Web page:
Ohio State hit an unbelievable 8-10 three-pointers over Penn State’s 2-3 zone to establish an early 28-18 edge. Washington chose to keep her team in the zone until the second media timeout, hoping that the pregame statistics would win out. She defended that tactical error after the game:
“(Ohio State) was a tough match-up for us man-to-man,” Washington said. “We did not want to (do that).”
Eventually forced to turn to man-defense, Washington watched while the Buckeyes simply took the game inside, scoring twice in a row on layups on their first two tries. At the third media time out of the half, OSU was shooting at an amazing 78 percent, including 9-12 long-rangers. Penn State was responding at a 60 percent clip, normally enough to have a commanding lead. However, they were down, 27-37.
“That was honestly ridiculous,” said Buckeye sophomore Cait Craft. “We have not shot that well in a game or even in a practice that I can remember. At the beginning of the game a few of us made some shots and that got everyone started.”
Craft's remark was no understatement. The 5-8 guard, a starter, averages just 8.5 points per game on 36.9-percent shooting from the floor and 31.1 percent from downtown. On this day, Craft poured in 24 points on 57.1-percent shooting both from the field (8-14) and from beyond the arc (4-7).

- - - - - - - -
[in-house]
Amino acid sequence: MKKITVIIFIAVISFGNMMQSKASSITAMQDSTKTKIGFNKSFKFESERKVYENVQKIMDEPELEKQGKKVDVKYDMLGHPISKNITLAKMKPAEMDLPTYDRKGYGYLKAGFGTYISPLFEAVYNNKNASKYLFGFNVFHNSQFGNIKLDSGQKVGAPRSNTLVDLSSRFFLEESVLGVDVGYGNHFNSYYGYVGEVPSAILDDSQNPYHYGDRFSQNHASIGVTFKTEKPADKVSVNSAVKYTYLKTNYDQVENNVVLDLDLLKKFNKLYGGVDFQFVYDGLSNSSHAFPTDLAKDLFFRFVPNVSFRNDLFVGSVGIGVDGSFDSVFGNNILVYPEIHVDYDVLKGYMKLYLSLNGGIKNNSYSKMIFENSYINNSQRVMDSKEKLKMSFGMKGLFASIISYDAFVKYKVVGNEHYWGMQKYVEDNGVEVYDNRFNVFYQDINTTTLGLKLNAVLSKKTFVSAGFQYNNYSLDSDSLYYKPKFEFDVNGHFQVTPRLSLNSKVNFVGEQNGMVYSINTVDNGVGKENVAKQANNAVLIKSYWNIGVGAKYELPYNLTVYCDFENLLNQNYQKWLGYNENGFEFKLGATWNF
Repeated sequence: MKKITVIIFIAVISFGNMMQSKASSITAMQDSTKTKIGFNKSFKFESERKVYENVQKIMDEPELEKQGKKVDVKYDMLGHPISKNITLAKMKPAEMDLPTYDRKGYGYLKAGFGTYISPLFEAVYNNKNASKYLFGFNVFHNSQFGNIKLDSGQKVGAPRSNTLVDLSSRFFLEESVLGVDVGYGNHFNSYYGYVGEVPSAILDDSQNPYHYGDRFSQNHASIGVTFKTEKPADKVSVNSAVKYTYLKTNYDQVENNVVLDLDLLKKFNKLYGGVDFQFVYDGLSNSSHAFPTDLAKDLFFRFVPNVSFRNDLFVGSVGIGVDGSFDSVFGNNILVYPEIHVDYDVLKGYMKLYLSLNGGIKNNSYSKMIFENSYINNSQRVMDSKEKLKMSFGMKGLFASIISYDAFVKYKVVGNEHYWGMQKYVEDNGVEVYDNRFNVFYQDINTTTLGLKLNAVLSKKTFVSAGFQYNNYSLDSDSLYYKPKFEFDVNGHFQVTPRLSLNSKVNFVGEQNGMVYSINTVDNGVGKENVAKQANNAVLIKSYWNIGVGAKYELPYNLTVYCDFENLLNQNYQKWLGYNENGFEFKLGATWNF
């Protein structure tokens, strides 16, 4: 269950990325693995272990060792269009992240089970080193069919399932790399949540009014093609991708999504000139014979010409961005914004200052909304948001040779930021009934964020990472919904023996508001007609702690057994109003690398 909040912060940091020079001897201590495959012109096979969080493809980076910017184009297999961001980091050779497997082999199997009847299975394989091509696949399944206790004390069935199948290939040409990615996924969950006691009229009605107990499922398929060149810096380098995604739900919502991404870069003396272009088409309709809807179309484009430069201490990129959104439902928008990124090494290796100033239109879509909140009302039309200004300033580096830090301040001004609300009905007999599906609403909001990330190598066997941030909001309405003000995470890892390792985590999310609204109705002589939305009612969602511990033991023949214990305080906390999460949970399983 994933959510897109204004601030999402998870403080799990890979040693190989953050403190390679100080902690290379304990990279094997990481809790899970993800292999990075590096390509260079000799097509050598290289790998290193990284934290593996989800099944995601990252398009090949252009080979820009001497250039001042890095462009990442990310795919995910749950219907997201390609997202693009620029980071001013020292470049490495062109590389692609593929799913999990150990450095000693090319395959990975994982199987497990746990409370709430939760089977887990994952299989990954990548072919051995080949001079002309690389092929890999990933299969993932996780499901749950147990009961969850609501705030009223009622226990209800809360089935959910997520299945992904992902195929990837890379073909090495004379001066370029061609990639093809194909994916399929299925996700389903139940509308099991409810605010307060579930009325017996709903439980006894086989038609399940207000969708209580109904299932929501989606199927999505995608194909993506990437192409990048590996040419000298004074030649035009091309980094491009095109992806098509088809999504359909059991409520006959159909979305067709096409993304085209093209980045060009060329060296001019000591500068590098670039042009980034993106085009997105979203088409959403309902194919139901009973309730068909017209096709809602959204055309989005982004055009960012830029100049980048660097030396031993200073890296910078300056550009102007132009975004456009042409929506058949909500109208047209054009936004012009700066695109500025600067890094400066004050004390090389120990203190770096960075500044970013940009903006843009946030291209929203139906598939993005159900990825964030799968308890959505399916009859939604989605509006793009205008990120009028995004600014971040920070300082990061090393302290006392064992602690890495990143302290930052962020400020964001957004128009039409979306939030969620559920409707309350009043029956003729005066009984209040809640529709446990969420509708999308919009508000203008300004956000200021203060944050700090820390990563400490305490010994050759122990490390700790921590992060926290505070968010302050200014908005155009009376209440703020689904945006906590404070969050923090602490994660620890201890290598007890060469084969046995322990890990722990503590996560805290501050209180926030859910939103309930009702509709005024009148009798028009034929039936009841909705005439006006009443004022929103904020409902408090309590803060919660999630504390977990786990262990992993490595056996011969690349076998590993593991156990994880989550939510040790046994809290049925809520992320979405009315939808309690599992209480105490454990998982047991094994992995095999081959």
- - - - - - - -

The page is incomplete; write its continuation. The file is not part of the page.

The rain of treys gave Alston, who drained five of her own six three-point attempts (83.3 percent) the opportunity to play her favorite style. “I’m a driver,” she said. “Teams try to play off me. When I hit a couple of threes early, it let us go to our bread and butter, which is driving.”
Penn State began to get frustrated as the Buckeye shooting show continued. It seemed like the entire Ohio State team was “in the zone,” led by Alston, who finished with 33 points, and Craft. The Lady Lions began taking quicker shots and looking to the officials for help as the first half wound down. But everything continued to go the Buckeyes' way, and OSU led, 58-34, at halftime. Penn State had never seen this kind of shooting exhibition. The Lady Lions had allowed an average of only 66 points for an entire game during conference play, but the Buckeyes had already amassed nearly that many as they headed to the locker room at intermission. By the end of the first half, OSU had dominated in nearly every statistical category, outshooting Penn State 72 percent to 46 percent and outreboundeding them 16-8. In 10 attempts during the opening stanza, they hadn't missed a single three.
McGuff slowed the pace down in the second half, but the shooting onslaught continued. Craft dished to Alston for a layup that expanded the Buckeye lead to its widest margin, 67-40, at the 16:35 mark. Thirty seconds later, after Candice Agee and Ariel Edwards, tallied three points for Penn State from the charity stripe, OSU's Ferguson answered with another layup to make it a 26-point advantage.